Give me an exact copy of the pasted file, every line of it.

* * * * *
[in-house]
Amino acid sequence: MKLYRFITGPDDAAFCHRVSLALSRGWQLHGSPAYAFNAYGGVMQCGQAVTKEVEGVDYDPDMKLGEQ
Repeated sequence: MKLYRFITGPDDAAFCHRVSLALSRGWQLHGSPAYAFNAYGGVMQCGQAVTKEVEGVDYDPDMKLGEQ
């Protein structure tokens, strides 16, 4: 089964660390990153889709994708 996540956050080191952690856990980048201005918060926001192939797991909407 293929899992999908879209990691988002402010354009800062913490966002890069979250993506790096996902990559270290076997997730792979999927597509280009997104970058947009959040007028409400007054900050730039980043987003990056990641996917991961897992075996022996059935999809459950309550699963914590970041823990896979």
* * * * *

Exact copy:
[in-house]
Amino acid sequence: MKLYRFITGPDDAAFCHRVSLALSRGWQLHGSPAYAFNAYGGVMQCGQAVTKEVEGVDYDPDMKLGEQ
Repeated sequence: MKLYRFITGPDDAAFCHRVSLALSRGWQLHGSPAYAFNAYGGVMQCGQAVTKEVEGVDYDPDMKLGEQ
């Protein structure tokens, strides 16, 4: 089964660390990153889709994708 996540956050080191952690856990980048201005918060926001192939797991909407 293929899992999908879209990691988002402010354009800062913490966002890069979250993506790096996902990559270290076997997730792979999927597509280009997104970058947009959040007028409400007054900050730039980043987003990056990641996917991961897992075996022996059935999809459950309550699963914590970041823990896979």